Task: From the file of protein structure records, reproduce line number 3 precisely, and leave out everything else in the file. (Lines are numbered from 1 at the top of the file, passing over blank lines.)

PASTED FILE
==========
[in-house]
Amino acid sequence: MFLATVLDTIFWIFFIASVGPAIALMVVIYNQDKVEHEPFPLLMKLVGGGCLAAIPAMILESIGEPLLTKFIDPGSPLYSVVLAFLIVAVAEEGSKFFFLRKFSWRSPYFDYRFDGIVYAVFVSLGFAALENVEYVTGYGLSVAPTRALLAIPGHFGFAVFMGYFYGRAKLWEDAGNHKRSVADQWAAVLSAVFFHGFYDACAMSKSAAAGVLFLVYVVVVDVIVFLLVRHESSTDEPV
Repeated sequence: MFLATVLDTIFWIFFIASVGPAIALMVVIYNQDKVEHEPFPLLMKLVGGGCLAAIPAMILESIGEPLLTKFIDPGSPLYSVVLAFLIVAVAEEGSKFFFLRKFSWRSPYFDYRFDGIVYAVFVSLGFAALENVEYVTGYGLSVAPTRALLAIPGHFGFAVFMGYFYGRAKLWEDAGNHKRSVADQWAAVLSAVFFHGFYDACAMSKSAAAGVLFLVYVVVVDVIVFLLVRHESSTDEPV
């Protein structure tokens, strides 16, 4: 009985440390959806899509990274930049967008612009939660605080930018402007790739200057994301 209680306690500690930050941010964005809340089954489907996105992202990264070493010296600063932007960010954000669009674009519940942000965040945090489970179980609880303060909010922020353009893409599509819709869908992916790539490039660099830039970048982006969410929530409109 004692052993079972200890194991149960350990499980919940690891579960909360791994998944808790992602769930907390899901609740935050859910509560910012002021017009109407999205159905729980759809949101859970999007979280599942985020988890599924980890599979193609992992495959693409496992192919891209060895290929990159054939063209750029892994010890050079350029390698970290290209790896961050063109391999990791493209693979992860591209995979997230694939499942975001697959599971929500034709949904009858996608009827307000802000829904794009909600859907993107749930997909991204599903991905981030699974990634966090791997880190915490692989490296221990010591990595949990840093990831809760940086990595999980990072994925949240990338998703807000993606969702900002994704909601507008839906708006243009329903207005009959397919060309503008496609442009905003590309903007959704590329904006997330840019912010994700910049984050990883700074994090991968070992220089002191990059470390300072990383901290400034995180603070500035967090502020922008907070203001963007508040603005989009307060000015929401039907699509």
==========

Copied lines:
Repeated sequence: MFLATVLDTIFWIFFIASVGPAIALMVVIYNQDKVEHEPFPLLMKLVGGGCLAAIPAMILESIGEPLLTKFIDPGSPLYSVVLAFLIVAVAEEGSKFFFLRKFSWRSPYFDYRFDGIVYAVFVSLGFAALENVEYVTGYGLSVAPTRALLAIPGHFGFAVFMGYFYGRAKLWEDAGNHKRSVADQWAAVLSAVFFHGFYDACAMSKSAAAGVLFLVYVVVVDVIVFLLVRHESSTDEPV